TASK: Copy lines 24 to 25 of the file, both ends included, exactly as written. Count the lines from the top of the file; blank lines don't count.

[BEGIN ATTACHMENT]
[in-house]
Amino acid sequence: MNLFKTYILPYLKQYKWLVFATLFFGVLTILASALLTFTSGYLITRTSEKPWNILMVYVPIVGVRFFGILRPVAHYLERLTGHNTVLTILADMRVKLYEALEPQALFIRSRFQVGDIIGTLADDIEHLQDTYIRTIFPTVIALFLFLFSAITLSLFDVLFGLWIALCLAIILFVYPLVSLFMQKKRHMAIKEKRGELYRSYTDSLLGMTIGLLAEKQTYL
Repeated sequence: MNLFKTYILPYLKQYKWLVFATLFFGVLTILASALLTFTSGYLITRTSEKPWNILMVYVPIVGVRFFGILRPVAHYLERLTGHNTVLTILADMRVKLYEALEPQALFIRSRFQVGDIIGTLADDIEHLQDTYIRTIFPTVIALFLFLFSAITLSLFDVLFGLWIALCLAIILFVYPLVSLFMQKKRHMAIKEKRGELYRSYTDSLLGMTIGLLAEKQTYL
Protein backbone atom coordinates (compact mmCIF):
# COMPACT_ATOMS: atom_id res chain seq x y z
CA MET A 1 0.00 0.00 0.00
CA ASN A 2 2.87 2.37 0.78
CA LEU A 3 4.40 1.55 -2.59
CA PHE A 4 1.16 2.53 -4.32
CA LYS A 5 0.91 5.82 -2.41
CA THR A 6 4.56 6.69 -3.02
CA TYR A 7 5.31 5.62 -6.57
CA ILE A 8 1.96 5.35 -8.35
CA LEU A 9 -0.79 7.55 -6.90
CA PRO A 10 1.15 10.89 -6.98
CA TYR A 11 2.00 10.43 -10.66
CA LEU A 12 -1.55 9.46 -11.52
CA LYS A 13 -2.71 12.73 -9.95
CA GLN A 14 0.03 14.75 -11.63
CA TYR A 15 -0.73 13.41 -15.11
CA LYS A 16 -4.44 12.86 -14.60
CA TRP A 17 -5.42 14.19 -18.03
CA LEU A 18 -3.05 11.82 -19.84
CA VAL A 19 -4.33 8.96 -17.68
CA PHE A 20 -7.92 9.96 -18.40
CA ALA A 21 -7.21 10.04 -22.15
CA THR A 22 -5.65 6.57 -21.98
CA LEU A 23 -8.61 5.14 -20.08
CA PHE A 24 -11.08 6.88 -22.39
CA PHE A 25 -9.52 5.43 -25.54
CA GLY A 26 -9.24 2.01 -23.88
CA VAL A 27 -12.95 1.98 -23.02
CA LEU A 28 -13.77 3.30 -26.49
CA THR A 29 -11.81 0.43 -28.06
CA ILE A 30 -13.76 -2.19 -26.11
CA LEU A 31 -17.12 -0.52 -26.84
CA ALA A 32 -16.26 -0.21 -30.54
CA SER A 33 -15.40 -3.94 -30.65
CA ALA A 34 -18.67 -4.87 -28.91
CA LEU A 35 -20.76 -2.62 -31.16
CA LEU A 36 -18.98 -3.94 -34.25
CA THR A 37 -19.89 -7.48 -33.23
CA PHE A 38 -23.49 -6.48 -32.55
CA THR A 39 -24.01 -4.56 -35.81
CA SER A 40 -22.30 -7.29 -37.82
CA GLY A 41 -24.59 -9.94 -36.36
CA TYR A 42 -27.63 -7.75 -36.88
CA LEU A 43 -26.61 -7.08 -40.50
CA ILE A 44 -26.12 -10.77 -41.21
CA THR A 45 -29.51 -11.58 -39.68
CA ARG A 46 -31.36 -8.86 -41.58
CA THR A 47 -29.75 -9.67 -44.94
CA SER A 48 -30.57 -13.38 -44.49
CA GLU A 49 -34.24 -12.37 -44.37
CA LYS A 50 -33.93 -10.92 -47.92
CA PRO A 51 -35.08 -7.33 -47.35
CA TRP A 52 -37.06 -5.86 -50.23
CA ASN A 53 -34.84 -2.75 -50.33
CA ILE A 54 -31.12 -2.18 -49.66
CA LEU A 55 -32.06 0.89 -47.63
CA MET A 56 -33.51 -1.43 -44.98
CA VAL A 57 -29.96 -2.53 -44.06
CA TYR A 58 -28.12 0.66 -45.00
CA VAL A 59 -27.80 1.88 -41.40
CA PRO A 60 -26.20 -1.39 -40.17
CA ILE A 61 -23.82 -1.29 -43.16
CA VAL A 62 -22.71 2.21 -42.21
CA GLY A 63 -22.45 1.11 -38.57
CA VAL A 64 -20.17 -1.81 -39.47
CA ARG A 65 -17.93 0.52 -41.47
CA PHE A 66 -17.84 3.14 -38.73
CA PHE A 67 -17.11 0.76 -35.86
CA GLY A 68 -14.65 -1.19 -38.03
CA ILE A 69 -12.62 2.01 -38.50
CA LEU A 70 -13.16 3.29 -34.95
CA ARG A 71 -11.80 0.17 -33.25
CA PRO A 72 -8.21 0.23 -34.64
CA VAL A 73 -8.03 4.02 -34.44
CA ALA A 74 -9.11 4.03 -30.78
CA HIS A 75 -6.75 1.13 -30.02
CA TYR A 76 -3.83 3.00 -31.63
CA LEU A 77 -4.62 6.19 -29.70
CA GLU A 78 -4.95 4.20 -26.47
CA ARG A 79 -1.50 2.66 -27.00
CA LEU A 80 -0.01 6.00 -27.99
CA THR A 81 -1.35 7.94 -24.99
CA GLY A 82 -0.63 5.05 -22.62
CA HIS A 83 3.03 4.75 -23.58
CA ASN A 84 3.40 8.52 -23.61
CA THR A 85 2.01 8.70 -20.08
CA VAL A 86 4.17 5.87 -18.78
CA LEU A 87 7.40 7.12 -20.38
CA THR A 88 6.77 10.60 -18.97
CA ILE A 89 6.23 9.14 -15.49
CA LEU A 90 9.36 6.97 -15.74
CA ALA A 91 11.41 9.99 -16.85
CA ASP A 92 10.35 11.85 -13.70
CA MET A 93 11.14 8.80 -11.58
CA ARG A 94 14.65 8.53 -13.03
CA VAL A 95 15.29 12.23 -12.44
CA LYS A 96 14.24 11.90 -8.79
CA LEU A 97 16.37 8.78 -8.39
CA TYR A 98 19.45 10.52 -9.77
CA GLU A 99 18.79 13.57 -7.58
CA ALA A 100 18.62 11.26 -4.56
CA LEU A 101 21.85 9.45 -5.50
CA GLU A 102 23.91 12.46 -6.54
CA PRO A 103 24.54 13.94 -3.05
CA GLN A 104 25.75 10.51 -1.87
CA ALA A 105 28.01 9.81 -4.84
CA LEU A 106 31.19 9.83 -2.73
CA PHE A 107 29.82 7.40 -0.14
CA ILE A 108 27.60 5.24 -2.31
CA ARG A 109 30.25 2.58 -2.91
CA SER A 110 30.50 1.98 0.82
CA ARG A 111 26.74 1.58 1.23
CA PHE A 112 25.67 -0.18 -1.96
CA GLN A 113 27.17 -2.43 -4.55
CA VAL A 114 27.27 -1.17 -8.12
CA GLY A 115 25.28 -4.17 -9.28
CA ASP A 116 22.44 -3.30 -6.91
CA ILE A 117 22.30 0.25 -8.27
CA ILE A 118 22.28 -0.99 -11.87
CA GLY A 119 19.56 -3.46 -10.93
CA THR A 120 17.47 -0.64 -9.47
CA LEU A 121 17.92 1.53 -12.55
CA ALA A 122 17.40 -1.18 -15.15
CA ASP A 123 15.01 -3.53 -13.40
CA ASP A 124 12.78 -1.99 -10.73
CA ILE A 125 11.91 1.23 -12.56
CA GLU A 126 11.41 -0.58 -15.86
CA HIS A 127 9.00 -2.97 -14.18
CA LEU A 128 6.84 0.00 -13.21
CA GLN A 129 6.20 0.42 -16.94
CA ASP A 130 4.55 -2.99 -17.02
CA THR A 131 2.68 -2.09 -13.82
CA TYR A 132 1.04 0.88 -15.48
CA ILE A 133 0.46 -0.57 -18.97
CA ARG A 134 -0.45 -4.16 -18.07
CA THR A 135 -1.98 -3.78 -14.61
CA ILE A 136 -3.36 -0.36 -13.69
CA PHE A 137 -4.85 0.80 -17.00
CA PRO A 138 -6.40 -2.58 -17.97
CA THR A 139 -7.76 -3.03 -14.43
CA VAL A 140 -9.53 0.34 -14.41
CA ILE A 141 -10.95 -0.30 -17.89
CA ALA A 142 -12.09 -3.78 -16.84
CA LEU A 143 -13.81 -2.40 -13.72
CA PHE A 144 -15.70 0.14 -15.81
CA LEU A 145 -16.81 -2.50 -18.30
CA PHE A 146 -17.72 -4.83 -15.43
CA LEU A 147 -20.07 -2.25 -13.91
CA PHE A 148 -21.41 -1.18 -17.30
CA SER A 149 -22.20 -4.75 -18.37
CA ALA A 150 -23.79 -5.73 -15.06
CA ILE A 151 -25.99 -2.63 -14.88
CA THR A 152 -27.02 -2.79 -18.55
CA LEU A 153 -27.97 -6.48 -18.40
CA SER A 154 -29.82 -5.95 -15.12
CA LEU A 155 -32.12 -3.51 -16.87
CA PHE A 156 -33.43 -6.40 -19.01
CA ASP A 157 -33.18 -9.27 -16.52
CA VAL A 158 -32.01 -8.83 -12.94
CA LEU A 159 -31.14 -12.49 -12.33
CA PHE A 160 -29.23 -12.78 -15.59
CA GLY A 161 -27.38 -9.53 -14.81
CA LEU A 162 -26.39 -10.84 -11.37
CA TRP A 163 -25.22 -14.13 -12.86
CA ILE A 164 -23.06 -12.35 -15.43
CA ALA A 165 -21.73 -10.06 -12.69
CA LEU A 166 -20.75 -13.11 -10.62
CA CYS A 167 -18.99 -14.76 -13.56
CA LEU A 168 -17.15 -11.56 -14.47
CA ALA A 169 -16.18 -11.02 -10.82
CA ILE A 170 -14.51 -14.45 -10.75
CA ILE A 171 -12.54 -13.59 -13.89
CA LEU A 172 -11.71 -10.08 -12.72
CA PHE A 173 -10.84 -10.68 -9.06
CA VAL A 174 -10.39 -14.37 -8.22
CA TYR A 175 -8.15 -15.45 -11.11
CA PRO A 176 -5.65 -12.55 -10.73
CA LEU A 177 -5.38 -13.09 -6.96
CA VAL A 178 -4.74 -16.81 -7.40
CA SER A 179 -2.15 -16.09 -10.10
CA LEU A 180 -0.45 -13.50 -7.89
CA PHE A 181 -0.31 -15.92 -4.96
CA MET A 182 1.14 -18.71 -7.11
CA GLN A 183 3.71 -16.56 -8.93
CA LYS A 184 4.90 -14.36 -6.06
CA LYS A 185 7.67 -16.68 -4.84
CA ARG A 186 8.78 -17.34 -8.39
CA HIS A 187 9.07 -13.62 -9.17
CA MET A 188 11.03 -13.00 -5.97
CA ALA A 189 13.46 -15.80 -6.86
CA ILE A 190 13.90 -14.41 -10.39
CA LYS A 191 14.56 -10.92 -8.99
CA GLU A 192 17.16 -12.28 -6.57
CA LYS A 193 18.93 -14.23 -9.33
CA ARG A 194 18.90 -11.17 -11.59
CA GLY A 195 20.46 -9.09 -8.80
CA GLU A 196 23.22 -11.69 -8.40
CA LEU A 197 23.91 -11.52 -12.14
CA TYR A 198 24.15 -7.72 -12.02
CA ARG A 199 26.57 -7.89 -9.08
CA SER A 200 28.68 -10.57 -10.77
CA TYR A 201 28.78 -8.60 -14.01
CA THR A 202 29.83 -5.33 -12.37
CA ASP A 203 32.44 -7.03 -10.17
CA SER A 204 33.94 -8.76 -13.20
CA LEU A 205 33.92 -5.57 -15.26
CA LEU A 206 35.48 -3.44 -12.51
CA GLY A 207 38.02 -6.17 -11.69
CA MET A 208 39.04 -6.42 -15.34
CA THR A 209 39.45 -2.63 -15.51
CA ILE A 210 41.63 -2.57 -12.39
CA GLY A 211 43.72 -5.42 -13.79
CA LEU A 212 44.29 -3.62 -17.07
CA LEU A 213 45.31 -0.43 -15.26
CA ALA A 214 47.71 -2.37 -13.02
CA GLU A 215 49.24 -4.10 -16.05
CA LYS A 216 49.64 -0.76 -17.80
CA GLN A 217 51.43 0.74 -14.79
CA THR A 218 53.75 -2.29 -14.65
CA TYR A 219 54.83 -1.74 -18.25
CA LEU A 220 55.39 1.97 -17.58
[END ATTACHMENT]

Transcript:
CA VAL A 19 -4.33 8.96 -17.68
CA PHE A 20 -7.92 9.96 -18.40